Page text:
Photography Is…

18 May

Generally you expect art fairs to be mixed-media affairs. A bit of painting, a bit of sculpture, a bit of photography, a bit of—sigh, all right, if you really must, but please mop the floor when you’ve finished—performance: the variety keeps things interesting. In the case of Photo London, however, you could say that the lack of variety is what makes it interesting. It’s about photography and nothing else. Exclusivity of medium is its USP.

And yet, and yet… If you look at the public programme for this year’s edition, currently running at Somerset House, you’ll realize that the definition of photography has been expanded to the point where it now incorporates pretty much every other medium. Photography is video; photography is sculpture; you name it, it is photography and photography is it.

Self help (detail)copy
Prof. Phil Shaw, Self-Help (detail). Courtesy Rebecca Hossack

Though it has the alibi of recreating a historic photographic exhibition (William Henry Fox Talbot’s public display of prints at King Edward’s School, Birmingham, in 1839), Mat Collishaw’s Thresholds turns out to be an immersive virtual-reality artwork: you strap on goggles and a backpack and then stumble around a Gothic revival hall as a rodent scuttles across the floor and a spider scrambles up a wall to a rising soundtrack of Chartist rioters, glimpsable through a virtual window.

It’s fun but it’s only photography in so far as everything is photography. Asked at the launch what his next project might be, Collishaw joked, somewhat ruefully (VR is technically demanding, one surmises), “oil painting”. If that proves to be the case, the resulting work may well find a place in the next Photo London. After all, photography is oil painting.

Which is not to say that there’s no what you might call “straight photography” to gawp at, and it’s always fun to see what’s trending as subject matter in such traditional (I’d better use the word to establish my commentariat credentials) “indexical” works. Muhammad Ali seems quite present this year, which may be related to the fact that the sporting hero and activist died recently.

There are usually shots aplenty of (as well as by) Andy Warhol, who died a while ago; and then there’s Mick Jagger – he’s still alive, of course, but hasn’t released a really good album since at least 1983 (Undercover of the Night) and some would say 1972 (Exile on Main Street); personally I still like She’s the Boss, a solo outing from 1985, but this is not the place to play you my mixtape, so perhaps we can just agree on the formulation that Sir Mick is a lot less musically alive than he once was. Someone mentioned that there were lots of pictures of cows a few years ago; this year I was struck by the number of elephants, which I find rewarding because this magazine is called Elephant. To me, every image of an elephant on display at the fair is a kind of more or less conscious tribute to us.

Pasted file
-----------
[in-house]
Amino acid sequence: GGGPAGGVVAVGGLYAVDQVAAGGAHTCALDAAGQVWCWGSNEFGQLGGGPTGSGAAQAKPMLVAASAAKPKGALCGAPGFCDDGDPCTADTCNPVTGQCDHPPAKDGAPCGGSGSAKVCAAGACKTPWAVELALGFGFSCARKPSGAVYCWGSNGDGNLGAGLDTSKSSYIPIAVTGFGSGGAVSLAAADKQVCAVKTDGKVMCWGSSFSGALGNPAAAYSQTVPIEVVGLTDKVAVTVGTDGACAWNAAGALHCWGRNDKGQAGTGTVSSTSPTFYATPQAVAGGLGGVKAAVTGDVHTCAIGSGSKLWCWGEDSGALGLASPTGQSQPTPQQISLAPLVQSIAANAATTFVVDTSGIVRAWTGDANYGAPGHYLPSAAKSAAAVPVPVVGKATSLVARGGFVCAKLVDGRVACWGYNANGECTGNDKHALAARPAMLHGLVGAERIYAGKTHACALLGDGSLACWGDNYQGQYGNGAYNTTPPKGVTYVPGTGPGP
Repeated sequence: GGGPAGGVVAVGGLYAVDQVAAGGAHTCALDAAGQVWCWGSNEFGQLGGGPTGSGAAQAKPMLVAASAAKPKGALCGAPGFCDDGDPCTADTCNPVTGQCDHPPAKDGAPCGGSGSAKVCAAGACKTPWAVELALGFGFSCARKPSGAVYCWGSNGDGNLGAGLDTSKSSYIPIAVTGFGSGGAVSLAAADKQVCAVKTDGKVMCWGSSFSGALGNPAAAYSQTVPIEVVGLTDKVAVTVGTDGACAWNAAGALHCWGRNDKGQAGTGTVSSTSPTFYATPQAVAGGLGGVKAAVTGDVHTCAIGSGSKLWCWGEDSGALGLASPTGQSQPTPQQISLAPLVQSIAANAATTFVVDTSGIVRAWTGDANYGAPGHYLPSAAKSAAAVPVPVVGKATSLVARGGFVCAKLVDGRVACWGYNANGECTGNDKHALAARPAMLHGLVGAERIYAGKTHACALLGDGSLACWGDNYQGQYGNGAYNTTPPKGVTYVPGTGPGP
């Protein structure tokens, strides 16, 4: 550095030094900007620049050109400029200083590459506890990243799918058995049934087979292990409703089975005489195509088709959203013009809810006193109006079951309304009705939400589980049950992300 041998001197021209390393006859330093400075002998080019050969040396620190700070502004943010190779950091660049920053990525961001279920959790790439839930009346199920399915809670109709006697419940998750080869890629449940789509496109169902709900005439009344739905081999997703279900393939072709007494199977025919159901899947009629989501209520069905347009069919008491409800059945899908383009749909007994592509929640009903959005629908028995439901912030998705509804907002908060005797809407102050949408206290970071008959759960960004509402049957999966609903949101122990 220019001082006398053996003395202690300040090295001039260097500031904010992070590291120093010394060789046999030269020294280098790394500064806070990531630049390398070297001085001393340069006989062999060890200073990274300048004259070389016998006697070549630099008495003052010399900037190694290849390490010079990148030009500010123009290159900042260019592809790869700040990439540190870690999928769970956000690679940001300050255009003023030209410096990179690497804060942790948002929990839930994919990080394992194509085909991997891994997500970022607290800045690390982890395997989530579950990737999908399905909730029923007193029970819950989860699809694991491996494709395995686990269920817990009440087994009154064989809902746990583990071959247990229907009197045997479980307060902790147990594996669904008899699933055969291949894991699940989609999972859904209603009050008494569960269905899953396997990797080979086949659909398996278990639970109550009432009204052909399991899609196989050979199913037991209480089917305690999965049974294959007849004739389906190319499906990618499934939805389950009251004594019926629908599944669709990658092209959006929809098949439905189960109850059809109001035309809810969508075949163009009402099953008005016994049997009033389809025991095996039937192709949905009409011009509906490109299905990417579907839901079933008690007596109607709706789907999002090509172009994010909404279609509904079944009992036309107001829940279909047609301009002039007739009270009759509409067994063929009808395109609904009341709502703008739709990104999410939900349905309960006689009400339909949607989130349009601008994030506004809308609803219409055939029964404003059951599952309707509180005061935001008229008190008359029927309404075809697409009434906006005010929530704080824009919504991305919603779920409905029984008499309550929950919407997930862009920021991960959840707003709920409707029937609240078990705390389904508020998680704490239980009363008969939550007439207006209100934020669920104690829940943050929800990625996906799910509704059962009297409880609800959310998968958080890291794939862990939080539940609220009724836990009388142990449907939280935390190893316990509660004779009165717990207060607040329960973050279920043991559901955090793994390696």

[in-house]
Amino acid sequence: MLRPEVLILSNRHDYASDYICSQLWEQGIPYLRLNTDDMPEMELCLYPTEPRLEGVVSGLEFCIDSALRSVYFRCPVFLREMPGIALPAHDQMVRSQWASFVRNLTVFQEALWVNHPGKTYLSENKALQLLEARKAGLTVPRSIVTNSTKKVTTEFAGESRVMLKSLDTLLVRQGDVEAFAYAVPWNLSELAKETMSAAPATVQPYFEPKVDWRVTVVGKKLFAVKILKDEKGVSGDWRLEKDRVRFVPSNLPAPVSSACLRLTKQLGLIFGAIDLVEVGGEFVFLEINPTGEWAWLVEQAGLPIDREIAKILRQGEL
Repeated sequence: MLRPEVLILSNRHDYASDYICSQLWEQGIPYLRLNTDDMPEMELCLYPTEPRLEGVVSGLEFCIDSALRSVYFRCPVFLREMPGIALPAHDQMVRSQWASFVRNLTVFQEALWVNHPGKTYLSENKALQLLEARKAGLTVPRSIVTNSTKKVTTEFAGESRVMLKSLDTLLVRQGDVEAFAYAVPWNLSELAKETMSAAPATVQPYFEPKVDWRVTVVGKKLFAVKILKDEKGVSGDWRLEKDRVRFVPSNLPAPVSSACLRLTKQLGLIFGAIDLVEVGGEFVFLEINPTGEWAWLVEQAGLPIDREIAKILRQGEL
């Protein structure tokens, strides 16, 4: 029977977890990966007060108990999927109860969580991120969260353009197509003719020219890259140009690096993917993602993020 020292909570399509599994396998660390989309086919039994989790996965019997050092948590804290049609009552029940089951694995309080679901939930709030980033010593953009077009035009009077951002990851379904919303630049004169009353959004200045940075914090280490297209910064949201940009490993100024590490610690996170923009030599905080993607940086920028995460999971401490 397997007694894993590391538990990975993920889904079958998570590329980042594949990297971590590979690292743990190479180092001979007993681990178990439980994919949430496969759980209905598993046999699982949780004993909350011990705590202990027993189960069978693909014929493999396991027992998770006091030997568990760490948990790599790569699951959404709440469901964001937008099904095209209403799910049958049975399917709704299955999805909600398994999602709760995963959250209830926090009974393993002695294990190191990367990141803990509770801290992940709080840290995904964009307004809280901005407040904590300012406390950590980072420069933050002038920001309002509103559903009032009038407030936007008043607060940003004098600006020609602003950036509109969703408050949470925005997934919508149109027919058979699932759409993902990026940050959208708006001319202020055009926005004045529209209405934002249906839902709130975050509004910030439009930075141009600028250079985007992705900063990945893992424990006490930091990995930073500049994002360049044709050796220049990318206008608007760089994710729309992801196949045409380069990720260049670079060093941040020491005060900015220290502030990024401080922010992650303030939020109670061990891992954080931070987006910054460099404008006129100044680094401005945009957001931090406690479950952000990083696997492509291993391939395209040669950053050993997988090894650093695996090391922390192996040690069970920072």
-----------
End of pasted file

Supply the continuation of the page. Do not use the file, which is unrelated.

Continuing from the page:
I enjoyed the sign at the entrance to the rooms dedicated to the work of Taryn Simon, who has been named this year’s Master of Photography. The display, it announced, “may contain graphic images”. Which made me want to say – and I did say it, though there was no one there to hear me – “Look, either it does or it doesn’t. Don’t you know?” The subjunctive mood seems at odds with photography, which is traditionally viewed as the most documentary and fact-based of mediums; something is either there in the frame or it isn’t. But Simon’s work isn’t really photography, or not old-style photography at any rate.

The centrepiece here is Image Atlas, a collaboration with programmer Aaron Swartz, which presents a real-time, internet-based investigation of global cultural differences (and similarities). Entering a sombre cathedral-like space, you step up to a console and type in a search item of your choosing, which prompts a giant screen to display the top results in different geographical territories. The person before me wanted to know about “Beauty”; from Germany to Egypt the results seemed fairly uniform.

I am proud to have a supremely uninquiring mind and no curiosity whatsoever, so when it fell my turn at the keyboard coming up with a search term proved a trial. “What would I like to know about?” I pondered, emptily. Time was passing; the people behind me were growing impatient. So I thought: “What would my football-obsessed son want me to type in?” To which the answer presented itself immediately: Arsenal. I was tempted to stop keying after the first four letters in order to deliver on that half-promise of graphic content on the entrance door. But in the event I typed in all seven letters: opposite the names of France and other First World footballing nations there duly appeared on the screen a Gunners club badge and/or pictures of Alexis Sanchez celebrating a goal; for Afghanistan and Iran, by contrast, there were pictures of mushroom clouds and munitions corresponding to a historically more enduring use of the arsenal.

The Collishaw and Simon displays have strong elements of installation about them; indeed, one might even be tempted to say that they seem to be trying to demonstrate that photography is installation. Equally installation-y in feel, if in a rather more olde-worlde fashion, is the work of Prof. Phil Shaw. Displayed in the Rebecca Hossack gallery booth (S5), Prof. Shaw’s witty “bookshelf” prints interrogate the changing place of the printed word in the digital (and, if you like, post-truth) world. Colour-coded to suggest lines on the underground network or to hint at the outline of the British Isles, they also make you feel as though you’ve stepped into a hospitably furnished, book-lined room. Which is one of the nicer tricks photography can play on you.

Photo London runs until Sunday;


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